Agricultural drought in the light of Climate Change
A case study on the implied transborder climate change risks of international supply chains.
In Case Study 5, the case team (University of Salzburg, Eurac Research and Environmental Agency Austria) developed Impact Chains, trough stakeholder dialogues and workshops, explored system dynamic approaches and conducted a quantitative risk assessment. The assessment focused on the co-development of drivers of agricultural drought and discussed adaptation approaches on this basis.
The case study utilized Causal Loop Diagrams to depict the dynamic cause-effect relationships between risk drivers. It integrated another systems modelling approach by dividing the study area in two risk regimes based on statistical cluster analysis of significant correlations between risk factors throughout space. Another core element was the application of a spatial regionalisa-tion approach that is independent from administrative boundaries.
The case study aimed to get a better understanding of the factors that fuel drought risk in addi-tion to a negative water balance. This comprises procedural, financial, political and environmen-tal aspects. Furthermore, the case team wanted to understand these aspects’ relations to each other. Overall, the case aimed to assess where in the Salzburg municipality drought risk is high and where it is low, and why. Thus, we collected, integrated and analyzed a set of spatial da-tasets that are representatives of each influencing aspect. The assessment results are intended to raise awareness among the involved stakeholders for the drought topic. Results did raise awareness for the benefits of taking a holistic perspective on a particular problem, with a focus on the relationships between different risk aspects. The target audience for the assessment re-sults are the stakeholders. The assessment focuses on future risk. The case assessed, whether or not probability of very dry and very wet years will increase in 2021-2050 and 2071-2100 compared to 1981-2010.
Case study 5 resulted in the following innovations:
• We depicted the Impact Chain diagram using Causal Loop Diagram notation styles to better reflect the dynamic cause-effect relationships between risk drivers.
• We applied a spatial regionalization technique to identify regions that share a similar risk level.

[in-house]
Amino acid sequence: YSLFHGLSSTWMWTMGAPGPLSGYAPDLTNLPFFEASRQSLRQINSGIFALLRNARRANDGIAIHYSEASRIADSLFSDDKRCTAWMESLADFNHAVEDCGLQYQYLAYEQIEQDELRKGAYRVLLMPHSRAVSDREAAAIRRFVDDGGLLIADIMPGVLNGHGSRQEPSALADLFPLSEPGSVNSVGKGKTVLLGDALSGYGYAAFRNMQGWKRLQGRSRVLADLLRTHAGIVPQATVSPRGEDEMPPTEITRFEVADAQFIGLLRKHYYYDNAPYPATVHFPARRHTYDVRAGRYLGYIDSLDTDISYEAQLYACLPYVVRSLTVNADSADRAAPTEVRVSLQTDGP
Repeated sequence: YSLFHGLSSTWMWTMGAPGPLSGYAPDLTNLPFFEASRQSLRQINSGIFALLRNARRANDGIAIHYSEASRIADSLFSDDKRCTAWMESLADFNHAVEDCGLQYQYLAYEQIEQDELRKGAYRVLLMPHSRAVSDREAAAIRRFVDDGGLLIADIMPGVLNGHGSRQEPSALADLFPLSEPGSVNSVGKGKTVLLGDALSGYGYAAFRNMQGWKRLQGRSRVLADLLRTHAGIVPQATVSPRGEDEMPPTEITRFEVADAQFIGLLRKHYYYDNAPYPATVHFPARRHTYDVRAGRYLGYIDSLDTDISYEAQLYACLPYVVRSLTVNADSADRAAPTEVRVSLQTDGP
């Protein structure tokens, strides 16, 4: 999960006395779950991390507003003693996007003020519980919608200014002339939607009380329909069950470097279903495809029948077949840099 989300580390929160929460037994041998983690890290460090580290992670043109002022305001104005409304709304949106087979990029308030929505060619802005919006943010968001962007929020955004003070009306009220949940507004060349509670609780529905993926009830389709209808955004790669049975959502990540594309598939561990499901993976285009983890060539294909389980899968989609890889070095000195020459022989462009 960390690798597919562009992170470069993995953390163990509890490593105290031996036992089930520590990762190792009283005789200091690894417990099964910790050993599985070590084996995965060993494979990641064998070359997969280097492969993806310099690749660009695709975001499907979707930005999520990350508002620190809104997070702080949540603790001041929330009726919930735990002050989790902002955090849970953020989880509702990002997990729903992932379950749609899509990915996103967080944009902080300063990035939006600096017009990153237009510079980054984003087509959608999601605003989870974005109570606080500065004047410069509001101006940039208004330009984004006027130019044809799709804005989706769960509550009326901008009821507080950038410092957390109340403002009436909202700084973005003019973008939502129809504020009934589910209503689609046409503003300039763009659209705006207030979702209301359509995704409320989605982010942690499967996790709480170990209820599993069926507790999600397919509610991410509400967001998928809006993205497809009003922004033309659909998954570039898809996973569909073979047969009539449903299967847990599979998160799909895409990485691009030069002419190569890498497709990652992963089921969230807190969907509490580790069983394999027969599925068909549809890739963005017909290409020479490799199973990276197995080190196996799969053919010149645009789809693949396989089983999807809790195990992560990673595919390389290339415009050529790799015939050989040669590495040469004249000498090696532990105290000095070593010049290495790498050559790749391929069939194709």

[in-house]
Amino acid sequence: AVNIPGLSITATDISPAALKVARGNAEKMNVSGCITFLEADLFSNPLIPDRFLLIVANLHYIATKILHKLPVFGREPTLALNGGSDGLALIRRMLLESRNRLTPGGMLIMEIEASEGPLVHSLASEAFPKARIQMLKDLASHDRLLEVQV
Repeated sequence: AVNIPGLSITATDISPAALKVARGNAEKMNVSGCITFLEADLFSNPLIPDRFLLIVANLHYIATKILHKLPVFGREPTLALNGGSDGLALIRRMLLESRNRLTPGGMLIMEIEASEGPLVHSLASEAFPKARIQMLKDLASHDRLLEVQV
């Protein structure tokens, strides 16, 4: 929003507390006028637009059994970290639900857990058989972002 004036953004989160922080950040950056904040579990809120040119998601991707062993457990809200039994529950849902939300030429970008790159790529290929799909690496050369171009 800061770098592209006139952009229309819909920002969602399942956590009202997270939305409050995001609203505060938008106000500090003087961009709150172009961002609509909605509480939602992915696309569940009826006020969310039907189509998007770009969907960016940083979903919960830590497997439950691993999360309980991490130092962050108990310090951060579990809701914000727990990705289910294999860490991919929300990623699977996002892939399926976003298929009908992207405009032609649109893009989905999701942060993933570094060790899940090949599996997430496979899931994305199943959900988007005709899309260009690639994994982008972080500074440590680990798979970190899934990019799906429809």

• These spatial regions of similar risk levels were divided into two risk regimes based on their internal structures.
Province of Salzburg in Austria.
The case study involved stakeholders from governmental institutions (national, provincial and regional), farmer associations, farmers, insurance representatives and scientists.
Summary data collection
* Qualitative data was acquired through stakeholder dialogues, workshops and a literature review.
* Quantitative spatial data, such as socio-demographic, socio-economic and environmental data, has been partly
* collected from various open government data portals and other freely and openly available sources,
* provided by stakeholders
1) Final documented output:
• One Impact Chain validated by stakeholders;
• An interactive dashboard showing the applied workflow, used data sources, risk maps and other diagrams informing about spatially explicit drought risk factors;
• Documented R scripts that developed to process and analyze the spatial datasets, openly available through GitHub;
• A case study report detailing about the applied workflow.
2) Added value for stakeholders:
• A better understanding of the risk of drought for the agricultural sector now and un-der different climate change scenarios;
• A spatially explicit decision making basis showing the different risk profiles of differ-ent regions within the municipality of Salzburg.
3) Methodological improvements of the Impact Chain-based climate risk and vulnerability assessment:
• Improved depiction of cause-effect relationships between risk driver, utilizing causal Loop Diagrams;
• Improved differentiation between spatial regions with different risk profiles;
• Connecting Impact Chains with state-of-the-art geospatial data analysis techniques.
4) Good practices in stakeholder engagement, co-production of knowledge, and presenta-tion of results.
Case study responsible
Department of Geoinformatics Z_GIS, Paris Lodron University of Salzburg)
Funding was provided by the FFG, reference 872000